Both mics’ off-axis response was consistent to about 45 degrees; once the mic was moved off-axis beyond that range, volume dropped dramatically and frequency response began to thin out. I thought that the off-axis response of the en•CORE 200 was a bit smoother than that of the en•CORE 100, which admittedly should not be the case as the two mics share a common capsule. Perhaps the active electronics in the en•CORE 200 had something to do with this. Proximity effect was not as pronounced as with many other handheld cardioid mics, and rejection of spill from stage monitors was more than acceptable. Underneath the metal grille of both models is a foam windscreen that provides moderate resistance against plosives and wind noise. Handling noise was about average for a mic of this type, which is to say that it is not a distraction, but can at times be audible. As with most handheld vocal mics, I recommend using a highpass filter to prevent excessive low-frequency noise from reaching devices downstream in the audio chain.

If the en•CORE 100’s strength is added warmth and body, then the en•CORE 200’s strength is articulation: It provides a clarity and definition that works great in a hard rock setting, allowing vocals to cut through crunchy guitars, loud drums and busy arrangements. Compared to the 100, it almost sounded to me as if a slightly “tilted” EQ was applied to the en•CORE 200: The 200 is a hair less beefy than the 100 in the upper bass and has a bit more emphasis in the upper-midrange for added sheen. The 200 is definitely a few decibels hotter than the 100, and in light of its extremely low output impedance, I’d expect that the en•CORE 200 is more tolerant of long lines and varying input impedances. In practice, this was never an issue—neither microphone seemed to care about what it was connected to. I also noticed that both microphones took EQ very well. In cases where the P.A. system lacked definition in the vocal range, a boost of just a few dB in the upper midrange easily placed the en•CORE vocal mics out in front of the mix.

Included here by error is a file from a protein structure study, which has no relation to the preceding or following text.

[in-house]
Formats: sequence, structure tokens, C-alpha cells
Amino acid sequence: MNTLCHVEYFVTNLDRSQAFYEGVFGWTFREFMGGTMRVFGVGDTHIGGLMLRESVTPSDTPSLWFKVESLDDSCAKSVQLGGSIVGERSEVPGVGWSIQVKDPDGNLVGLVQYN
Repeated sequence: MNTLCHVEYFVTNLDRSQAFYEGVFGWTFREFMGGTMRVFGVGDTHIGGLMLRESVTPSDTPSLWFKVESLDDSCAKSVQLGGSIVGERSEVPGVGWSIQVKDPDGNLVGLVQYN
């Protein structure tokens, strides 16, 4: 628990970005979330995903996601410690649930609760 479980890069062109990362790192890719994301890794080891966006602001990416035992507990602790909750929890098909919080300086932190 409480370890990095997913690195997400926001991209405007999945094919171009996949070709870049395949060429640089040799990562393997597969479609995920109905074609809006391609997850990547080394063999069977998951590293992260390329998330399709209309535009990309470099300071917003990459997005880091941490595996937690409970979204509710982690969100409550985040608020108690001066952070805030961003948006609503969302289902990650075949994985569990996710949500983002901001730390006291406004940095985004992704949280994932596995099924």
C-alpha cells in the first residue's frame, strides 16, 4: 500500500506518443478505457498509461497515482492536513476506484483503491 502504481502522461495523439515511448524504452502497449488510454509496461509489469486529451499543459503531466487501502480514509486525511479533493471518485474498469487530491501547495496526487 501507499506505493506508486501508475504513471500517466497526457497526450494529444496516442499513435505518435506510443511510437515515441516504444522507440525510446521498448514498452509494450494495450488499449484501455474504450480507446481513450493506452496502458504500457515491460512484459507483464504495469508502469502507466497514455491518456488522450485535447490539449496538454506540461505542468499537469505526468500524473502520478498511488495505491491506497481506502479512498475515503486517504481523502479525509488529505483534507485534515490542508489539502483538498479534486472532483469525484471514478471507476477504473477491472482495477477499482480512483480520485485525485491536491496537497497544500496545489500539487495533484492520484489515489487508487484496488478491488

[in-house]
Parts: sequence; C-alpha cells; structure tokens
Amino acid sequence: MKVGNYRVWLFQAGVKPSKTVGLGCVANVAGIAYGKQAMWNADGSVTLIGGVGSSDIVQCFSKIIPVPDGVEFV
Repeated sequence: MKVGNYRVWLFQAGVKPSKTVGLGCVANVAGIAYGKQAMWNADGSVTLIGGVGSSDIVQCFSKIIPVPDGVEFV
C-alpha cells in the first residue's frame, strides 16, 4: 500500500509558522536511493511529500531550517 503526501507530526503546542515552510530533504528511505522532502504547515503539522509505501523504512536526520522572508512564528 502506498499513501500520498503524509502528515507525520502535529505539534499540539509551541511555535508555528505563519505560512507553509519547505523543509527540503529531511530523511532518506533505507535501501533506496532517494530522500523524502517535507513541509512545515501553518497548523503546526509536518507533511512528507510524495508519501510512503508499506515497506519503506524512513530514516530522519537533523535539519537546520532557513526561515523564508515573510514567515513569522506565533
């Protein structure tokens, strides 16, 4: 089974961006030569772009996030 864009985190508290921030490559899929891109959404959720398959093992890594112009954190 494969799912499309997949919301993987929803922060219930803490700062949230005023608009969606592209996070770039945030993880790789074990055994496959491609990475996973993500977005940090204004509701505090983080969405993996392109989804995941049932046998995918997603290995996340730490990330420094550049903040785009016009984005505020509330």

I appreciated the supplied mic stand holder. It’s constructed of hard rubber so it should be resistant to cracking, and a threaded brass insert (as opposed to plastic) mates the holder to the stand.

STRONG CONTENDERS
With the introduction of the en•CORE 100 and en•CORE 200 microphones, Blue has made quite a splash into live sound, delivering excellent vocal mics at very reasonable prices. The price points at which these microphones sell is already crowded, but the market will have to make room for two more very strong entries from Blue.


Steve La Cerra is Mix’s sound reinforcement editor and front-of-house engineer for Blue Öyster Cult.

Click on the Product Summary box above to view the encore Series product page.

Click on the Product Summary box above to view the encore Series product page.